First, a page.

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Scientific American, May 2001 | [Scientific American]

Scientific American, May 2001

In this issue of Scientific American, the cover article, "The Semantic Web," is certain to spark lots of debate; the father of the World Wide Web, Tim Berners-Lee, along with James Hendler and Ora Lassila, predict the next step in the development of the Web. Plus, the age of the universe ("Rip Van Twinkle"), "The Arctic Oil and Wildlife Refuge," "Warp Drive Underwater," and more.
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Publisher's Summary

In this issue of Scientific American, the cover article, "The Semantic Web," is certain to spark lots of debate; the father of the World Wide Web, Tim Berners-Lee, along with James Hendler and Ora Lassila, predict the next step in the development of the Web. How old is the universe? Astronomers tended to agree on a rough number, until new evidence made the answer even trickier. Brian Chaboyer has the story in "Rip Van Twinkle." The last great onshore oil field in America may lie beneath the nation's last great coastal wilderness reserve. W. Wayt Gibbs reports on "The Arctic Oil and Wildlife Refuge." New research on high-speed underwater travel is propelling secret torpedoes and other naval systems at hundreds of miles per hour. Steven Ashley reports in "Warp Drive Underwater." Also, can most cancers, heart disease, and other chronic ills be the result of infections? Paul Ewald thinks so, and Steve Mirsky has this profile.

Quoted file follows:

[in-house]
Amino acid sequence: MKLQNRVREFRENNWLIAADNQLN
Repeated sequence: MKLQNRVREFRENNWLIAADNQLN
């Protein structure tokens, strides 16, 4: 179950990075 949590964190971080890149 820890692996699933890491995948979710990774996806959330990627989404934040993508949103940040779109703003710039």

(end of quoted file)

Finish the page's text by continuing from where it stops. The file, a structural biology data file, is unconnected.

Want more Scientific American? You can listen to previous issues by clicking on matching edition under periodicals.

©2001 Scientific American

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